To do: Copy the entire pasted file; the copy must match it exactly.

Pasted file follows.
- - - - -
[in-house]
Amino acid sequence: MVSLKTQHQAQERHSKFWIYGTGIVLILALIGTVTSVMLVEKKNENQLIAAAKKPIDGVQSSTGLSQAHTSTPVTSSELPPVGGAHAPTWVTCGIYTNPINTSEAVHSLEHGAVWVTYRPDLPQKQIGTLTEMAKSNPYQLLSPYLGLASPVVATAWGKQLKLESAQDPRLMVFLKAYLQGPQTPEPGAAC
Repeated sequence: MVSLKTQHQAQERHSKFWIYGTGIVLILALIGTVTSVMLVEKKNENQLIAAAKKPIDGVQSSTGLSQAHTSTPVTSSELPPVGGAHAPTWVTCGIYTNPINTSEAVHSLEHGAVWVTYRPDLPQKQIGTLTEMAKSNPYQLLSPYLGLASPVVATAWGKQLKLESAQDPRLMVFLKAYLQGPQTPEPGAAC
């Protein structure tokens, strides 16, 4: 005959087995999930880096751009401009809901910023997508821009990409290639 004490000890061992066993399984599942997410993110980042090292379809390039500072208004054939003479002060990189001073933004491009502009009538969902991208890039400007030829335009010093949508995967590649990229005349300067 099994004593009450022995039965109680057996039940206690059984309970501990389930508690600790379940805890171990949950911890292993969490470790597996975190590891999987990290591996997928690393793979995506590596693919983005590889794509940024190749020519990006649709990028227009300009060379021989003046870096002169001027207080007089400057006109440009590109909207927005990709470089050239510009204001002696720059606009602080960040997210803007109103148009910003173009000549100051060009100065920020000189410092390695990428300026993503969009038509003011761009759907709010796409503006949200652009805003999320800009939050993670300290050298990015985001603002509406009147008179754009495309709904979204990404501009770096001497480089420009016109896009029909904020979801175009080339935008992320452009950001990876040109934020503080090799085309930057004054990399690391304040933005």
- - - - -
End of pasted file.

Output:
[in-house]
Amino acid sequence: MVSLKTQHQAQERHSKFWIYGTGIVLILALIGTVTSVMLVEKKNENQLIAAAKKPIDGVQSSTGLSQAHTSTPVTSSELPPVGGAHAPTWVTCGIYTNPINTSEAVHSLEHGAVWVTYRPDLPQKQIGTLTEMAKSNPYQLLSPYLGLASPVVATAWGKQLKLESAQDPRLMVFLKAYLQGPQTPEPGAAC
Repeated sequence: MVSLKTQHQAQERHSKFWIYGTGIVLILALIGTVTSVMLVEKKNENQLIAAAKKPIDGVQSSTGLSQAHTSTPVTSSELPPVGGAHAPTWVTCGIYTNPINTSEAVHSLEHGAVWVTYRPDLPQKQIGTLTEMAKSNPYQLLSPYLGLASPVVATAWGKQLKLESAQDPRLMVFLKAYLQGPQTPEPGAAC
């Protein structure tokens, strides 16, 4: 005959087995999930880096751009401009809901910023997508821009990409290639 004490000890061992066993399984599942997410993110980042090292379809390039500072208004054939003479002060990189001073933004491009502009009538969902991208890039400007030829335009010093949508995967590649990229005349300067 099994004593009450022995039965109680057996039940206690059984309970501990389930508690600790379940805890171990949950911890292993969490470790597996975190590891999987990290591996997928690393793979995506590596693919983005590889794509940024190749020519990006649709990028227009300009060379021989003046870096002169001027207080007089400057006109440009590109909207927005990709470089050239510009204001002696720059606009602080960040997210803007109103148009910003173009000549100051060009100065920020000189410092390695990428300026993503969009038509003011761009759907709010796409503006949200652009805003999320800009939050993670300290050298990015985001603002509406009147008179754009495309709904979204990404501009770096001497480089420009016109896009029909904020979801175009080339935008992320452009950001990876040109934020503080090799085309930057004054990399690391304040933005």